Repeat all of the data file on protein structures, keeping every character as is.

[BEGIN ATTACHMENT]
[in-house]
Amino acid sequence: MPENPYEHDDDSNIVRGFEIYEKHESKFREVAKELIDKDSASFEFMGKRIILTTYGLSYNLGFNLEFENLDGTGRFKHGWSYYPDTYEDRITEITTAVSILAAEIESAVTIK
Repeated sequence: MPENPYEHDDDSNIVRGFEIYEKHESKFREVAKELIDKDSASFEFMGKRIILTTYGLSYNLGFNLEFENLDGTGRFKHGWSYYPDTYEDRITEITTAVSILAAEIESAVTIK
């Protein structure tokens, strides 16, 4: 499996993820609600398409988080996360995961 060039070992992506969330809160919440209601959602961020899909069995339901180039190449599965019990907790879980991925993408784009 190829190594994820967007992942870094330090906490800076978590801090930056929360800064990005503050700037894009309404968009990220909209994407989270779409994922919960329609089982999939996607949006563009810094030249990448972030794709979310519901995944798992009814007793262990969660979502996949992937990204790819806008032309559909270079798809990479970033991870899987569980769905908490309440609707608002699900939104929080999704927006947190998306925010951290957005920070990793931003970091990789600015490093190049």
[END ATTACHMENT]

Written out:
[in-house]
Amino acid sequence: MPENPYEHDDDSNIVRGFEIYEKHESKFREVAKELIDKDSASFEFMGKRIILTTYGLSYNLGFNLEFENLDGTGRFKHGWSYYPDTYEDRITEITTAVSILAAEIESAVTIK
Repeated sequence: MPENPYEHDDDSNIVRGFEIYEKHESKFREVAKELIDKDSASFEFMGKRIILTTYGLSYNLGFNLEFENLDGTGRFKHGWSYYPDTYEDRITEITTAVSILAAEIESAVTIK
């Protein structure tokens, strides 16, 4: 499996993820609600398409988080996360995961 060039070992992506969330809160919440209601959602961020899909069995339901180039190449599965019990907790879980991925993408784009 190829190594994820967007992942870094330090906490800076978590801090930056929360800064990005503050700037894009309404968009990220909209994407989270779409994922919960329609089982999939996607949006563009810094030249990448972030794709979310519901995944798992009814007793262990969660979502996949992937990204790819806008032309559909270079798809990479970033991870899987569980769905908490309440609707608002699900939104929080999704927006947190998306925010951290957005920070990793931003970091990789600015490093190049």